5 Shocking Legal Practices Pigs Endure on Factory Farming
Within factory farming, pigs live their lives far from the idyllic farm scenes painted by the meat industry. Instead of open fields, they spend their days in concrete or slatted floor pens, confined indoors. On some farms, thousands of pigs share a single large building, with up to 2,500 of them under one roof.
Consider the experience of mother pigs in this setting. These animals, known for their nurturing instincts, are denied the chance to naturally care for their young after giving birth. Instead, they spend their pregnancies in restrictive metal crates, each one just large enough for them to stand or lie down. The only time they’ll walk is from this cage to another one to give birth. This confinement takes a toll on both their physical and emotional well-being, as they’re unable to move around to care for their young.
Despite the large amount of suffering these emotional and intelligent animals endure, these practices are technically legal in the majority of the United States. This is the reality for pigs on factory farms:
Artificial Insemination and Breeding
Artificial insemination, a process involving the collection of male sperm cells to be manually introduced into a female’s reproductive system, is a common practice across various farmed animals, including cows, pigs, sheep, and turkeys. This technique requires the insertion of a catheter, which is commonly done by inexperienced workers and causes infection.
The females chosen for breeding repeatedly undergo this process over several years, often resulting in infections and health issues linked to frequent pregnancies.
In the United States’ pig industry, a significant portion of the approximately 6 million female pigs used for breeding are confined to crates for the duration of their lives. After enduring this cycle twice a year for several years, these mother pigs are ultimately slaughtered.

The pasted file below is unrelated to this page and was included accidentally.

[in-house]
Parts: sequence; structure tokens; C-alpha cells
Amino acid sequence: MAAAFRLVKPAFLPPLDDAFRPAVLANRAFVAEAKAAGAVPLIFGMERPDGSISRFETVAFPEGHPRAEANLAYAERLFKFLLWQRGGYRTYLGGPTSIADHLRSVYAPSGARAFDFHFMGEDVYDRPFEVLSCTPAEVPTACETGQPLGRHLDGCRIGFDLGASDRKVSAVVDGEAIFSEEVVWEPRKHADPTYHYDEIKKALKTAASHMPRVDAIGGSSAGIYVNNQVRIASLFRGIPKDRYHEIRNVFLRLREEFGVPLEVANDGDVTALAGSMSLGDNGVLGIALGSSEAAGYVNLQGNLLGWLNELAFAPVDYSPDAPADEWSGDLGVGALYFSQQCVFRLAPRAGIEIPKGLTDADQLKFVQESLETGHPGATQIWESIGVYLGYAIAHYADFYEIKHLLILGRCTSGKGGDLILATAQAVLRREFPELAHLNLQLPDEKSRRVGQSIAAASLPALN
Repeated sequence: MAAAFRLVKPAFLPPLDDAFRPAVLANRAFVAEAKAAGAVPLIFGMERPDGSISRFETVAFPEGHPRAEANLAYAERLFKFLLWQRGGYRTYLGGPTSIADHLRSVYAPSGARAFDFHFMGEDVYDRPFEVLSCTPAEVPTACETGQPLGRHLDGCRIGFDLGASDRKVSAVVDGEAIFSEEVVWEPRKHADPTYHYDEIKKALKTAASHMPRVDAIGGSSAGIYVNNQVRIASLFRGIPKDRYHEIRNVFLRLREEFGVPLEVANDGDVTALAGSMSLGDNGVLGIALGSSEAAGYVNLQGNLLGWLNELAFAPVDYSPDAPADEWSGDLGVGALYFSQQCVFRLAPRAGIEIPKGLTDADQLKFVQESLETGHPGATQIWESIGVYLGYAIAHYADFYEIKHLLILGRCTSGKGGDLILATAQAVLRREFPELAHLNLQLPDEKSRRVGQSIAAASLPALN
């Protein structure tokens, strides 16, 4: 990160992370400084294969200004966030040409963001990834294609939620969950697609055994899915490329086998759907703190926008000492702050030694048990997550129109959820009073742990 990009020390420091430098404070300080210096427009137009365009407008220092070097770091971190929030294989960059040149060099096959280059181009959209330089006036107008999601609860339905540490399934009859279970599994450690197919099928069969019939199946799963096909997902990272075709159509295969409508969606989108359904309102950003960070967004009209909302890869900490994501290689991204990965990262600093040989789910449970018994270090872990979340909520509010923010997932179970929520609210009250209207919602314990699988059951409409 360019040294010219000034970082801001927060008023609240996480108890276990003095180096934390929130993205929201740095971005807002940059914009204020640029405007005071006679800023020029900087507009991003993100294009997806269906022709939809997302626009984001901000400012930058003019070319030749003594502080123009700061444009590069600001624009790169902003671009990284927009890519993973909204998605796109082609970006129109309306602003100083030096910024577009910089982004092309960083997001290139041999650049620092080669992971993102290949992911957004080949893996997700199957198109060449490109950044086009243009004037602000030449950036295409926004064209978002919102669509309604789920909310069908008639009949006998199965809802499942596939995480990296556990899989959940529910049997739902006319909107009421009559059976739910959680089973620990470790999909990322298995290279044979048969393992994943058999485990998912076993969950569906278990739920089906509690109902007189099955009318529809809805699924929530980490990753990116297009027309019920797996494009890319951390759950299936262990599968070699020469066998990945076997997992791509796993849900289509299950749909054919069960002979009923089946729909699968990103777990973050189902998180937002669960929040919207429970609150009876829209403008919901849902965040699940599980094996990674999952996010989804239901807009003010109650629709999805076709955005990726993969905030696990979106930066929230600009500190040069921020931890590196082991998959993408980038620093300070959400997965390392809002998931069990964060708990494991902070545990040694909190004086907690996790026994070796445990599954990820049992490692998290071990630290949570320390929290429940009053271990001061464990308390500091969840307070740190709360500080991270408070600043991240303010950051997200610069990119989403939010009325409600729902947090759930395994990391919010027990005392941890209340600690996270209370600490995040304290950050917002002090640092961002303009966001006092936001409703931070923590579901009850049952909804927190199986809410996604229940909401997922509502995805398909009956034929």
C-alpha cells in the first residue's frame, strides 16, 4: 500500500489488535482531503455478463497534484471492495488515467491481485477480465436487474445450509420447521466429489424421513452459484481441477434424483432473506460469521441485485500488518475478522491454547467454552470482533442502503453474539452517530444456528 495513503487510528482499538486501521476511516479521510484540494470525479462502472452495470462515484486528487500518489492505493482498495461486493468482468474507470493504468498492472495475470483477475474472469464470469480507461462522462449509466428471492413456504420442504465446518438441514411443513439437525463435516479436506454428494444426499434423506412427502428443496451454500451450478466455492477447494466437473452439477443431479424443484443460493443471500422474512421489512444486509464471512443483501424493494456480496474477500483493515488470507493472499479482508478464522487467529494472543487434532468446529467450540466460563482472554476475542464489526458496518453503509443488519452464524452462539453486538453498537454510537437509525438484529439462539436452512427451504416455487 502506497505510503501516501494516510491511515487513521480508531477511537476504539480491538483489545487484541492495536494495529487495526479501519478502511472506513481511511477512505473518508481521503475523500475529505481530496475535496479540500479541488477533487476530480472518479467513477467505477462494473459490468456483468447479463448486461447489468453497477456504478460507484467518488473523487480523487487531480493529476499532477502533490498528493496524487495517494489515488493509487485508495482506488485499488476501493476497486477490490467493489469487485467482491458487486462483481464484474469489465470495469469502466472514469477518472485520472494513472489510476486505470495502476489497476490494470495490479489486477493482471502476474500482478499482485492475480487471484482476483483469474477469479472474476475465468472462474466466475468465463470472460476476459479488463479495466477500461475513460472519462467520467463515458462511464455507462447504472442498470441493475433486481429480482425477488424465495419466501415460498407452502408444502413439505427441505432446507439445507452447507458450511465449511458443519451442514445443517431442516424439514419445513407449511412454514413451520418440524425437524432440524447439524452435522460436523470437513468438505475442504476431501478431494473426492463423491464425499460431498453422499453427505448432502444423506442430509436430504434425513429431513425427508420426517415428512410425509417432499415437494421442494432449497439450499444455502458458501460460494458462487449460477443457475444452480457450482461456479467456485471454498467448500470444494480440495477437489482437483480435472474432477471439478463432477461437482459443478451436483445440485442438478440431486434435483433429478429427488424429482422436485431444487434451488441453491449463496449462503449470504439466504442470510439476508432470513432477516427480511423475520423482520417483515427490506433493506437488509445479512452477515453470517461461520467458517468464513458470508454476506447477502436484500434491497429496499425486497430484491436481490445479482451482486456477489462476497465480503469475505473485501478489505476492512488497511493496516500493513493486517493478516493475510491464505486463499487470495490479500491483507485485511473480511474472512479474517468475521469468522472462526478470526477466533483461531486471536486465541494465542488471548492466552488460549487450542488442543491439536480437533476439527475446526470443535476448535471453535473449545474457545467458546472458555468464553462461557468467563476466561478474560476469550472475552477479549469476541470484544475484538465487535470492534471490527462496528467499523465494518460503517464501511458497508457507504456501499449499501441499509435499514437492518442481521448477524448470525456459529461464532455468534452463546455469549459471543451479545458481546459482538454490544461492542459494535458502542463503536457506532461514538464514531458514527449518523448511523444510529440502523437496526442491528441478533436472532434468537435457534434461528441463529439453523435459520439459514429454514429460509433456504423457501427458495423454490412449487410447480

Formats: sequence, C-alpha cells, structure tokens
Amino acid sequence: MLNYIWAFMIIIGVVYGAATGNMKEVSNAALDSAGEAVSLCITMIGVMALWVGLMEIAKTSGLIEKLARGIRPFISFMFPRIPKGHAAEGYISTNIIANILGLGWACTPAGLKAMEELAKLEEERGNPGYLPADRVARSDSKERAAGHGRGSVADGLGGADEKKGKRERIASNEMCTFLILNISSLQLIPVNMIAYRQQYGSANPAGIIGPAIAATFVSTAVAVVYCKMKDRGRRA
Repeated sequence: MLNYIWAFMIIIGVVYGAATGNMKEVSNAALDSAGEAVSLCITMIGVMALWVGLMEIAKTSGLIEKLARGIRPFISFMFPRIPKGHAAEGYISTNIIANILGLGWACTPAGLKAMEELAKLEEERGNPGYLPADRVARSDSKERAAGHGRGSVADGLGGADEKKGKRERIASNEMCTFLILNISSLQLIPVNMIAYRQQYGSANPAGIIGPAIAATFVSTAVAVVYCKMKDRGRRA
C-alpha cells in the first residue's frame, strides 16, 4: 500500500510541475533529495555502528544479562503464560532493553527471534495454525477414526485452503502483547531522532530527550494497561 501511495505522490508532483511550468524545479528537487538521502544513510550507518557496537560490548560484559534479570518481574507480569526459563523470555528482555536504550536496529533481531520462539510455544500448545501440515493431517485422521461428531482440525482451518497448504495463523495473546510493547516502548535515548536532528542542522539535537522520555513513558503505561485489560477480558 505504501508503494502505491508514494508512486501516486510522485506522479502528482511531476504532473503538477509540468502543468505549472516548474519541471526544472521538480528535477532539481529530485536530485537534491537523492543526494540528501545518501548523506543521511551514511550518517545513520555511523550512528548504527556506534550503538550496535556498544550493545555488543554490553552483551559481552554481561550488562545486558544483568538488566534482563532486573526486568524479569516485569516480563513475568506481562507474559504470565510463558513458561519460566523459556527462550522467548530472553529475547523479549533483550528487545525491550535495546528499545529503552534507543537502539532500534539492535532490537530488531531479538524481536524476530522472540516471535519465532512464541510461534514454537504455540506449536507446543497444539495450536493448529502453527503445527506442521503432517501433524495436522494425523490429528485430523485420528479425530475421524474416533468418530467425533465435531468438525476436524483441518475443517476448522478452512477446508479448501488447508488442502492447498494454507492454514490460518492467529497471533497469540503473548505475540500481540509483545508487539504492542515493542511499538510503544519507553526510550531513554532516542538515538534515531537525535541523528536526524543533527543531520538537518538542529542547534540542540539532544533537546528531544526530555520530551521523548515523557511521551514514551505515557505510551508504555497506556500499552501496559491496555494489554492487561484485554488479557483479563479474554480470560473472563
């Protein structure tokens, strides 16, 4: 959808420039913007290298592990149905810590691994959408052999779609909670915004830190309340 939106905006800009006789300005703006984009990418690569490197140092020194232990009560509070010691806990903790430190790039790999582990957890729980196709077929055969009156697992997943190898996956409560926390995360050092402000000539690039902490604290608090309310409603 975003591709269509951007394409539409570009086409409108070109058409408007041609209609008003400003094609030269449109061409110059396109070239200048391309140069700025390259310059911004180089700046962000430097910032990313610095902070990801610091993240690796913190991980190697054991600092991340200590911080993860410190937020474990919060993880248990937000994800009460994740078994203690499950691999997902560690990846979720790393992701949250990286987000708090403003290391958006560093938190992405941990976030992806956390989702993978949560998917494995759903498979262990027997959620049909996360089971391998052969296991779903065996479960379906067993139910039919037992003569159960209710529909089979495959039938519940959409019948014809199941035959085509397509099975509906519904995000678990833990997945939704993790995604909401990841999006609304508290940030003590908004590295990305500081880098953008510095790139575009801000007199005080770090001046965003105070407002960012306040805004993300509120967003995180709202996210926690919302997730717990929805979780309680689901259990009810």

According to experts in animal protection organizations and veterinary care, gestation crates are widely considered one of the worst forms of cruelty to animals. Mother pigs are kept inside these incredibly small crates—only 7 feet by 2 feet in size—for the majority of their lives on factory farms.
The extreme confinement has distressing effects on the pigs. Pigs are intelligent and social animals, and being trapped in these crates causes them a lot of stress and frustration. Some pigs even resort to biting the metal bars of the crates or banging their heads against them in agony.
Physically, the pigs suffer from weak bones and muscles. They also develop problems like abrasions, heart issues, overgrown hooves, digestion problems, and urinary tract issues due to their limited movement.
While the use of these cages is legal in the majority of the United States, eleven states have eliminated or restricted the use of crates — Arizona, California, Colorado, Florida, Maine, Massachusetts, Michigan, New Jersey, Ohio, Oregon, and Rhode Island. The United Kingdom and Sweden have also joined in banning these crates and they are limited in the European Union.
Pigs endure a series of painful mutilations through routine procedures. These procedures are often used as shortcuts to manage issues arising from the stressful conditions of factory farms, rather than addressing the physical and psychological harm to these animals:
- Tail Docking: Tail docking is used to address tail biting, a behavior stemming from the pigs’ stressful and confined living conditions. Unfortunately, this practice ignores the underlying cause of pigs’ distress, such as the camped conditions not allowing any natural behaviors or room to relieve stress.
- Teeth Clipping: Teeth clipping, which is aimed at preventing injuries during suckling, disregards the pain and complications it imposes on piglets. The absence of proper pain management and care increases animals’ suffering.